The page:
Richie, in an Incognito pose

At the time of this writing, it’s the biggest story in the NFL: two Miami Dolphins offensive linemen, Richie Incognito and Jonathan Martin, are off the team. Martin left saying he’d been bullied by Incognito, and Incognito was suspended after a series of text messages surfaced, and least one of which had him dropping the “N-Bomb” on Martin.

Here’s a small piece of what’s in the news:



I ran into a conversation between two friends of mine, Shane Taylor and J-Rocc, the host of the Sports Fix, and I’m summarizing it here:


It seems like lots of people would rather have Richie Incognito playing than Jonathan Martin. The locker room is its own society – it’s like a bubble, isolated from society. But even in the locker room there’s a difference between pranks and damage. There’s a line there. And if we punish Jonathan Martin for “stooling out his teammate,” we send a message to kids that they can’t report bullying because they’d face social consequences.

Notorious Shane Taylor

Which is already a problem. Kids are being bullied and not reporting it, because they doubt it would do any good, and they think it might actually do harm. Now, some doubt whether Martin will work in the NFL again, because he reported.


It’s finally happened: the wussification of our nation has reached the NFL. How on earth does a 6’5″ 300+ lb monster O-lineman get bullied? They called you names & threatened you…? Do you know how many names I’ve been called in wrestling? Either from promoters, the boys, or the fans? You take all the things they throw at you, cook ’em up & serve it chilled! Success is the best revenge there is. [They picked on you for being gay?] Who cares? Football is filled w/gay players! Stop tip toeing around being gay! If it’s NOT a big deal, then STOP making it a big deal. Every gay athlete or entertainer that comes out gets an hour-long ESPN clip or Oprah interview… but we’re not talking about fighting – just the ability to solve problems without [having others] solve them for you. It’s a mindset, brother: HOW you get through your challenge is up to you, long as you get through!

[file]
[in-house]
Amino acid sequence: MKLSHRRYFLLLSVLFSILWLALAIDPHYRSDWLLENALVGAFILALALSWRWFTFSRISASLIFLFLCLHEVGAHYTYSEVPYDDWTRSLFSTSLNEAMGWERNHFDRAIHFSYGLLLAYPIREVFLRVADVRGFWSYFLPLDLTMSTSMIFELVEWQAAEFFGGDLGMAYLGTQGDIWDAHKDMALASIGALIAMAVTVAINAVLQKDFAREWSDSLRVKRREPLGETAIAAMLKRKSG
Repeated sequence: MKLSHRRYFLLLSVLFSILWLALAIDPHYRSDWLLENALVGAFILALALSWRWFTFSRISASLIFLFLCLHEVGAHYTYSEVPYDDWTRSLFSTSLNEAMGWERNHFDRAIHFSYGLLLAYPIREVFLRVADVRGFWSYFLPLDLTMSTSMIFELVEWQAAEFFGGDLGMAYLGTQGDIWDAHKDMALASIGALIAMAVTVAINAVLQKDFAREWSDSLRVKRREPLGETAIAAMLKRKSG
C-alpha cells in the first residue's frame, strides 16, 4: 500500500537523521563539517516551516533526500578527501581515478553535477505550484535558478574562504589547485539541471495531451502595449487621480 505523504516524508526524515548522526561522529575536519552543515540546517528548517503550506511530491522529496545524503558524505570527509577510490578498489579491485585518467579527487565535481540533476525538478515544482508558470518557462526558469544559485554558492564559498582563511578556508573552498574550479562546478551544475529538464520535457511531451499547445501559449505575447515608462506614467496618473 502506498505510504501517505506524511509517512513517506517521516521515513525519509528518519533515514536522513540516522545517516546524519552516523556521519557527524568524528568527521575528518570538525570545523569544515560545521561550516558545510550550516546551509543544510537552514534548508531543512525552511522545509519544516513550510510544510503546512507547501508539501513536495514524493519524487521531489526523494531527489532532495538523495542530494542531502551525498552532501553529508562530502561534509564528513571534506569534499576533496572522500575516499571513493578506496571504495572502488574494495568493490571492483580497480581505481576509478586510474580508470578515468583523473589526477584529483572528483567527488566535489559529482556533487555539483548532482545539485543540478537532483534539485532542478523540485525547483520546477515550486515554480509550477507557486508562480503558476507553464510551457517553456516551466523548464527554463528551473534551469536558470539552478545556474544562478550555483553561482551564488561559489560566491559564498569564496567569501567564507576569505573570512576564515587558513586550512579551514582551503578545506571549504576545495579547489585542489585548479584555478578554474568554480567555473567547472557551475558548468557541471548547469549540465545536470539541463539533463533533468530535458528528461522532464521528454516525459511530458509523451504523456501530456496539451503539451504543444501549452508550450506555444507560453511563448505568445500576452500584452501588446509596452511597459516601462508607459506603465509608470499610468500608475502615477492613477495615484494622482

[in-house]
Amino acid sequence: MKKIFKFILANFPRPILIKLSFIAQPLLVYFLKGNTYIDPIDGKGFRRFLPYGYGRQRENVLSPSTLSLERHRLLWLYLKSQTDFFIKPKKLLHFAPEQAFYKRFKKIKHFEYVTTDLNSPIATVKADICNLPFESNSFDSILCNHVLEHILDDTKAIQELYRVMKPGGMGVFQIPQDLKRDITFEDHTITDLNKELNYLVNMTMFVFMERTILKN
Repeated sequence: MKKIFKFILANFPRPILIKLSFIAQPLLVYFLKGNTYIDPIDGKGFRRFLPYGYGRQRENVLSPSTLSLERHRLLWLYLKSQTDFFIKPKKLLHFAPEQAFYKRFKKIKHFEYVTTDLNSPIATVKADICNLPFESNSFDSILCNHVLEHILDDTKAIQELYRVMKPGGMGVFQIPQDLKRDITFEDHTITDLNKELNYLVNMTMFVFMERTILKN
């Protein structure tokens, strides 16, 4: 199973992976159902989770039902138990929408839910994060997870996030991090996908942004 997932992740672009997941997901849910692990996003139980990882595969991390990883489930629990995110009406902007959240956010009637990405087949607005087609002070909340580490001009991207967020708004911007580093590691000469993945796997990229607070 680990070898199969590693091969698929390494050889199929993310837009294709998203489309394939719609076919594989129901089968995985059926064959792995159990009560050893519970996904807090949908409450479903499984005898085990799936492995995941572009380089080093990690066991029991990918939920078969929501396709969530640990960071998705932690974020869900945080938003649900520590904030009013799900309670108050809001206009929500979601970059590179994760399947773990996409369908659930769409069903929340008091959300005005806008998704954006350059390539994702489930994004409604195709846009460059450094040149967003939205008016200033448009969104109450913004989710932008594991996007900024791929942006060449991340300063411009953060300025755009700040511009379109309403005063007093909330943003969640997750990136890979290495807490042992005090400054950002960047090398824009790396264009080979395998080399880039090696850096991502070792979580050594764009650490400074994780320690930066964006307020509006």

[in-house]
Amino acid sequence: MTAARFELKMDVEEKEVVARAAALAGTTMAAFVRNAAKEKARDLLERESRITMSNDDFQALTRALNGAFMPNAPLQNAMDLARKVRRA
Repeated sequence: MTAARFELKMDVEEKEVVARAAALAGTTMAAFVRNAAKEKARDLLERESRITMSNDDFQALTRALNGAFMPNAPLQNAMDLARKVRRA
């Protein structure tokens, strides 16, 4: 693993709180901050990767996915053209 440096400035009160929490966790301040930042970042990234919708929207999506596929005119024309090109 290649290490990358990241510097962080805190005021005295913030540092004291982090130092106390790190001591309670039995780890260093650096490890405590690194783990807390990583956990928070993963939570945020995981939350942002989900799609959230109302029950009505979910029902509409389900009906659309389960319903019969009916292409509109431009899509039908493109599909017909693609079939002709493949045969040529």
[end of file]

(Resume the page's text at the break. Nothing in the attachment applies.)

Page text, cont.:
And there’s the bottom line. We can’t teach kids that the solution is to run away. We want them to let others know when there’s a problem, so they can’t be punished for reporting. But we walk this fine line between letting them face life’s cruelty alone and letting them think we’ll take care of it for them without their help.

No Such Thing as a Bully is currently developing a sports component to help youth coaches address bullying with their players. This must be handled at the youth level, so behaviors don’t get solidified at the NFL level or in college. Our plan is good for coaches in all sports. Stay tuned: it’s coming soon!